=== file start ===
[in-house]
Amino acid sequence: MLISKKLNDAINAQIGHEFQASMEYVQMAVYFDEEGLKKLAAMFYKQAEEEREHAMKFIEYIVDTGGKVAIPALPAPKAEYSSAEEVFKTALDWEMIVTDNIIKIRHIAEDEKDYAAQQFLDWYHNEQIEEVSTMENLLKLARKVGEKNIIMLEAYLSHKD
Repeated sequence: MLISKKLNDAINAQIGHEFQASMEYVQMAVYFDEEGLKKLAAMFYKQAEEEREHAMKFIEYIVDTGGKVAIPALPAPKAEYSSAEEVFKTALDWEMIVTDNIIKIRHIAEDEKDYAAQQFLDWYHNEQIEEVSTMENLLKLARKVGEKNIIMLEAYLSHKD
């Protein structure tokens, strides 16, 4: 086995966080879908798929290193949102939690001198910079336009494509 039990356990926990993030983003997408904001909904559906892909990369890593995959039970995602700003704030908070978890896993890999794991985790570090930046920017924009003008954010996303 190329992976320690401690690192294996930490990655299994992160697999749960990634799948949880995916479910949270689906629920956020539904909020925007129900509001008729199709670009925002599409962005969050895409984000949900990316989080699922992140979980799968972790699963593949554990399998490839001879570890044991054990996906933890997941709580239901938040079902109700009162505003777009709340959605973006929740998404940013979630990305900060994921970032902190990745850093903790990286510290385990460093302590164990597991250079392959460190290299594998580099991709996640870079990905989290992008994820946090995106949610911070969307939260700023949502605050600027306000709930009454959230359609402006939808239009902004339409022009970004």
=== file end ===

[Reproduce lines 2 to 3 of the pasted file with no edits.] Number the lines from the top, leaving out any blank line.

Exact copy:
Amino acid sequence: MLISKKLNDAINAQIGHEFQASMEYVQMAVYFDEEGLKKLAAMFYKQAEEEREHAMKFIEYIVDTGGKVAIPALPAPKAEYSSAEEVFKTALDWEMIVTDNIIKIRHIAEDEKDYAAQQFLDWYHNEQIEEVSTMENLLKLARKVGEKNIIMLEAYLSHKD
Repeated sequence: MLISKKLNDAINAQIGHEFQASMEYVQMAVYFDEEGLKKLAAMFYKQAEEEREHAMKFIEYIVDTGGKVAIPALPAPKAEYSSAEEVFKTALDWEMIVTDNIIKIRHIAEDEKDYAAQQFLDWYHNEQIEEVSTMENLLKLARKVGEKNIIMLEAYLSHKD